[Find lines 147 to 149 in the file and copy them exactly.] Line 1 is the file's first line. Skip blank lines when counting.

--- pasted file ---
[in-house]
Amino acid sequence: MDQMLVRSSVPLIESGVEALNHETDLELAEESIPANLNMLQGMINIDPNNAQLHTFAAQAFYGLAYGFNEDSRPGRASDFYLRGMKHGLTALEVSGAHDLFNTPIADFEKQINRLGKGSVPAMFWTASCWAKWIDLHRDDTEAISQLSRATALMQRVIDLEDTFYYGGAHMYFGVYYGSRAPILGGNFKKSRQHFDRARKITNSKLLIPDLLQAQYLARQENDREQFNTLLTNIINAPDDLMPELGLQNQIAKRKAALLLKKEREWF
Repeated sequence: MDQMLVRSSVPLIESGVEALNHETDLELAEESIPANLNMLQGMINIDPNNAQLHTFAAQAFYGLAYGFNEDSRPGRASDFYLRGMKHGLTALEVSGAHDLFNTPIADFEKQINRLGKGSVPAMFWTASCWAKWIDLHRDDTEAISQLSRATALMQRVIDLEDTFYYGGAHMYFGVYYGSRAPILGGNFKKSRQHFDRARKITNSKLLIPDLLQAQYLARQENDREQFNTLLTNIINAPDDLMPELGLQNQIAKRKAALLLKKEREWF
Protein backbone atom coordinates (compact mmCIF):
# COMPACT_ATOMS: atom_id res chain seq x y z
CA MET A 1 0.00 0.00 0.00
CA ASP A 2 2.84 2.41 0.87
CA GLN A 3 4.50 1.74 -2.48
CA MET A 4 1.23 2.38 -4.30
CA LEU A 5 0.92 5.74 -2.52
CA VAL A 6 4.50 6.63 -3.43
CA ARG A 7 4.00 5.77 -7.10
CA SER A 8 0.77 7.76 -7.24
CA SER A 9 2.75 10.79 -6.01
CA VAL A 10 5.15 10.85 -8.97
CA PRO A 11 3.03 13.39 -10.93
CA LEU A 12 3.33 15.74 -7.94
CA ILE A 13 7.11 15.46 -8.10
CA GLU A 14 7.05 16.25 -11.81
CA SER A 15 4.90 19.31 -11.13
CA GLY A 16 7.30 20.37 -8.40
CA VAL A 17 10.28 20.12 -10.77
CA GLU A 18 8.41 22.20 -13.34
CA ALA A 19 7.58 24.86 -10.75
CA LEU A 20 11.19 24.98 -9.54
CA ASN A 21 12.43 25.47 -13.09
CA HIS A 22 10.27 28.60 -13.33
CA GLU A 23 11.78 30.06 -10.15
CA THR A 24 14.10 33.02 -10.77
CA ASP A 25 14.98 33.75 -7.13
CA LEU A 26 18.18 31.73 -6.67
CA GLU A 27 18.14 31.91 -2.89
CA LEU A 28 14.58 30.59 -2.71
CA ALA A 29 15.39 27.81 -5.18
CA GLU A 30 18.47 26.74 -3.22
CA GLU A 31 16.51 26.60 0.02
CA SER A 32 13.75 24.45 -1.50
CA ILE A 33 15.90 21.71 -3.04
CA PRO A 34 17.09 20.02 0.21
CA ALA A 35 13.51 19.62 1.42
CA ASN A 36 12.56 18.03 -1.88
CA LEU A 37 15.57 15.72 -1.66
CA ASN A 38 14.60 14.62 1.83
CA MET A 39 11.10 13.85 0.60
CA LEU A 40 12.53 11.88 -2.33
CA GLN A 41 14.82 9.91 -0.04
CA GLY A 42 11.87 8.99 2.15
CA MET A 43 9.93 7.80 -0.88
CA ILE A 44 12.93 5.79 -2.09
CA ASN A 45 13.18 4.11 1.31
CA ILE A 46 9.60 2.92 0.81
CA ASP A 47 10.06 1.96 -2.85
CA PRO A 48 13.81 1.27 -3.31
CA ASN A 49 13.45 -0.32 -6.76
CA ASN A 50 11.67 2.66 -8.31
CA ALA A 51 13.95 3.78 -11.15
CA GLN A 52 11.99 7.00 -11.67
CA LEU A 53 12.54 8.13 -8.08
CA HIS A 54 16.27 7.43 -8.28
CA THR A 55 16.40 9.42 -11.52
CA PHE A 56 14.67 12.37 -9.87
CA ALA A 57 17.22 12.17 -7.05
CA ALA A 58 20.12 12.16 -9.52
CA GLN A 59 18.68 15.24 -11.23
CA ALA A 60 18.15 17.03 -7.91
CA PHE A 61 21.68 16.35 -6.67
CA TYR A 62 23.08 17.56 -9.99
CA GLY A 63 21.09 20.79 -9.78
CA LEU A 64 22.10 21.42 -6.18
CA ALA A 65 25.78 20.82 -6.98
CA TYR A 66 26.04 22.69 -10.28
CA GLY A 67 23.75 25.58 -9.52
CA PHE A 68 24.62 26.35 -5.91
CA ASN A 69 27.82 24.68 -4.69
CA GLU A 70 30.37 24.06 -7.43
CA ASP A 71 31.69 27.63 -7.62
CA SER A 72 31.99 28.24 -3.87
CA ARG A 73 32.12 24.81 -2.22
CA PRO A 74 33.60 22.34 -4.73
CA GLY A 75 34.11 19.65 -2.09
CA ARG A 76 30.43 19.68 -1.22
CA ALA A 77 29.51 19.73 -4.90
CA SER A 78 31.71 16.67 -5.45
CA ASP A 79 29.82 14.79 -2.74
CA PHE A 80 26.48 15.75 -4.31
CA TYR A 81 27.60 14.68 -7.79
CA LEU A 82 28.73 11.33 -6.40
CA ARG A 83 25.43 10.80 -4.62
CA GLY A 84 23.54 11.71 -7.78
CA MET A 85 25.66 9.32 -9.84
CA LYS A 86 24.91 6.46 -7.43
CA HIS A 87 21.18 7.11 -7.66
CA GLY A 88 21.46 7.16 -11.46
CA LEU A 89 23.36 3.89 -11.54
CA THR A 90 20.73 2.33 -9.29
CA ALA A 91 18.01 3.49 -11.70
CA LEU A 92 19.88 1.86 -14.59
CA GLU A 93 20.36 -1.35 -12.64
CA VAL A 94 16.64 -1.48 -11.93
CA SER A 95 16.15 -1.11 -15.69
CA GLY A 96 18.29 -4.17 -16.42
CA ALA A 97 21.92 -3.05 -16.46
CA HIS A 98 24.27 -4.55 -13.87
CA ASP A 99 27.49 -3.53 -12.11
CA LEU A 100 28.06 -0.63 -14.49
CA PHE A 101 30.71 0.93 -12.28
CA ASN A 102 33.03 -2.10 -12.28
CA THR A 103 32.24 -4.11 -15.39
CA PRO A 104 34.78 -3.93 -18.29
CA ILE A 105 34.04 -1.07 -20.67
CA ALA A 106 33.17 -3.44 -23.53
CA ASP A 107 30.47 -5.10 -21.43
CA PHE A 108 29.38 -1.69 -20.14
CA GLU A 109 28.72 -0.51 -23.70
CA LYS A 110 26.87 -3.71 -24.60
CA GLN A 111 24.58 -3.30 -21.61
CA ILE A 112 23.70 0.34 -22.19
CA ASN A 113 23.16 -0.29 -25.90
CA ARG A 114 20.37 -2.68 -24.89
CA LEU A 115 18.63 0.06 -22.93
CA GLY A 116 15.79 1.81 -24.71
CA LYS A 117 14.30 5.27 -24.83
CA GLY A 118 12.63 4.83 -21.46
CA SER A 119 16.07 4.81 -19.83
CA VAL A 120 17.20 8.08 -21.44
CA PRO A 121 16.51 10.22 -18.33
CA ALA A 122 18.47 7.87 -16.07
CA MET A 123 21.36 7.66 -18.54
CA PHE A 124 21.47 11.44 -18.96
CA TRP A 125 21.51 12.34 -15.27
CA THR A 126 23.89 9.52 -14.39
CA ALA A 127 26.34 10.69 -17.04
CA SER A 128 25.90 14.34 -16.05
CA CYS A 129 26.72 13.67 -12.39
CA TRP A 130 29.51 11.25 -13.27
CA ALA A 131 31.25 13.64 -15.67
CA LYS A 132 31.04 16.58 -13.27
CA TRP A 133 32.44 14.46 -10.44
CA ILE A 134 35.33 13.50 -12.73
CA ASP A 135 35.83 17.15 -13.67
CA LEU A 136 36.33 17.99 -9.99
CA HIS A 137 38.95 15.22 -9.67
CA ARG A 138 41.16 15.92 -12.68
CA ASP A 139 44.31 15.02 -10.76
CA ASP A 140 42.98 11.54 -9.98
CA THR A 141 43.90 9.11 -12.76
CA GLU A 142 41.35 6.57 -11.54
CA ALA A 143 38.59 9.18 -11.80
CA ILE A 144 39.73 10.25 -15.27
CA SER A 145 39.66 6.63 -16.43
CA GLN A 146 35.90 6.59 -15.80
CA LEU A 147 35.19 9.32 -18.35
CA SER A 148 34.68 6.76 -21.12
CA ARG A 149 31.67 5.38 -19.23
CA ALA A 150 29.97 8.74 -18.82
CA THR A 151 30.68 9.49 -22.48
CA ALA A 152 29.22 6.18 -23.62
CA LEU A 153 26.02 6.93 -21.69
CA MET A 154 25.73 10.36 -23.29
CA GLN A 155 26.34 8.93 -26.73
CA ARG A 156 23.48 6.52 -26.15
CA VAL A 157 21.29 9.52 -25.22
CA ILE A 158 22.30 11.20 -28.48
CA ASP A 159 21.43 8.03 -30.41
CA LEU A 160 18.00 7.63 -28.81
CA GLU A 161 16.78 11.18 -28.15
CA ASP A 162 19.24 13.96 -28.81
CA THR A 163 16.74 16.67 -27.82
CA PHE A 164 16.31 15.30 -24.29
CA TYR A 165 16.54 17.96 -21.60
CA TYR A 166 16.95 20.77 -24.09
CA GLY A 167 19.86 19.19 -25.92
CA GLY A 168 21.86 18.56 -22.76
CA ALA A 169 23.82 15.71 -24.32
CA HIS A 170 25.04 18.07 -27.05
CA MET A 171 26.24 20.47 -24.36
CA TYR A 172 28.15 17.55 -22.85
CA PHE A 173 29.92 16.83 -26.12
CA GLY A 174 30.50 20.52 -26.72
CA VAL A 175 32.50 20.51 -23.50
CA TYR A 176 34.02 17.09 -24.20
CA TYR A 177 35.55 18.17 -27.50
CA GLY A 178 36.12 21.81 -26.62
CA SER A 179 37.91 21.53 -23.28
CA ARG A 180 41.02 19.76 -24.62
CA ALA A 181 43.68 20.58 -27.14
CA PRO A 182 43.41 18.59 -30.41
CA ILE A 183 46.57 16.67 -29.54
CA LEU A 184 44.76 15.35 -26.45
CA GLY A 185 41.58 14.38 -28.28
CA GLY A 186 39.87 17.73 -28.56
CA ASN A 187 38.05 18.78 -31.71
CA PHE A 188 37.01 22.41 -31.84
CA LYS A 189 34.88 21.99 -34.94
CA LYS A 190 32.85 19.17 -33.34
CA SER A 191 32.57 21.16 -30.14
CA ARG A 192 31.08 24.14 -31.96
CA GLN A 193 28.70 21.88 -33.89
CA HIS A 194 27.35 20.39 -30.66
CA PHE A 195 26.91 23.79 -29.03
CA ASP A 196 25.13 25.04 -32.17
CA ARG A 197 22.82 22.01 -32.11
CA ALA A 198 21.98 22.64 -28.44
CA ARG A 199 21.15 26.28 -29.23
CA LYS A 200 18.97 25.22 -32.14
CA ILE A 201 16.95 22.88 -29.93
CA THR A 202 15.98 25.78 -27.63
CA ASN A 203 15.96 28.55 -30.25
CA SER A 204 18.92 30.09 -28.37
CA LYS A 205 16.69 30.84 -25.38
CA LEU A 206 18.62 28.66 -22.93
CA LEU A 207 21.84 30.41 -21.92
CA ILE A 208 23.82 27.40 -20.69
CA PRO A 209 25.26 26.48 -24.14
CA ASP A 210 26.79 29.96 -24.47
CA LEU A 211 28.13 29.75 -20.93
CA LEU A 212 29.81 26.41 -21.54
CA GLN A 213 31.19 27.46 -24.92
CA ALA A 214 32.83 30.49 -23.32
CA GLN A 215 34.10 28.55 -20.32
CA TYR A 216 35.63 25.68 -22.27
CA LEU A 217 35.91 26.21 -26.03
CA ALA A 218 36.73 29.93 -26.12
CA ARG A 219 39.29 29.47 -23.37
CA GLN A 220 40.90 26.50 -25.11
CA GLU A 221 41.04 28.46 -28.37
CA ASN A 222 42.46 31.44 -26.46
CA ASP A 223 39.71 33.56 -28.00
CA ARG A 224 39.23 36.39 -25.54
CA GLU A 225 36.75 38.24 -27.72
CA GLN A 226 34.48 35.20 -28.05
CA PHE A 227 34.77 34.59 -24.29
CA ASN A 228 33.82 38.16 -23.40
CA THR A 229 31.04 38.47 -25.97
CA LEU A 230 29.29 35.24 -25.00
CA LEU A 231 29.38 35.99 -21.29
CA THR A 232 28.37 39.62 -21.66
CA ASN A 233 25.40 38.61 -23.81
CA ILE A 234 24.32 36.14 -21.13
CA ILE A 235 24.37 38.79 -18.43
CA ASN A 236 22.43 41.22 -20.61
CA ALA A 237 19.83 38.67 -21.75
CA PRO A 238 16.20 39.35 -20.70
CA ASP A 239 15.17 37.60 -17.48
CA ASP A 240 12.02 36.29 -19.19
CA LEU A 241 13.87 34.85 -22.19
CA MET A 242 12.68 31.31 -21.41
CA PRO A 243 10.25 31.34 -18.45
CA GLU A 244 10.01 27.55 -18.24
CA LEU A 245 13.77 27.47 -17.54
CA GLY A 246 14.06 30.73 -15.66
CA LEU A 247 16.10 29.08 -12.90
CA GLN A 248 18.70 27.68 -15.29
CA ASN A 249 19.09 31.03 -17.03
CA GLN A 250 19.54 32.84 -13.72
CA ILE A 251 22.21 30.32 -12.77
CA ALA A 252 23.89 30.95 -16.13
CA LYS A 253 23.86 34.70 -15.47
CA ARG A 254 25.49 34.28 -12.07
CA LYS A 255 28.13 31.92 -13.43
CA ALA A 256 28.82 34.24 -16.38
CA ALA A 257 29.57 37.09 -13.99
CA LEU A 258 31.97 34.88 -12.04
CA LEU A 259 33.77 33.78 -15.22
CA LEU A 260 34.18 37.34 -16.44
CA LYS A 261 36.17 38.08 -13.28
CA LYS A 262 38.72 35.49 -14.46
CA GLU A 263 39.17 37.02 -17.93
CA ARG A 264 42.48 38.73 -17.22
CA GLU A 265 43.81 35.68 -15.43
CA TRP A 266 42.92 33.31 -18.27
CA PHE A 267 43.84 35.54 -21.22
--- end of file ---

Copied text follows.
CA GLU A 142 41.35 6.57 -11.54
CA ALA A 143 38.59 9.18 -11.80
CA ILE A 144 39.73 10.25 -15.27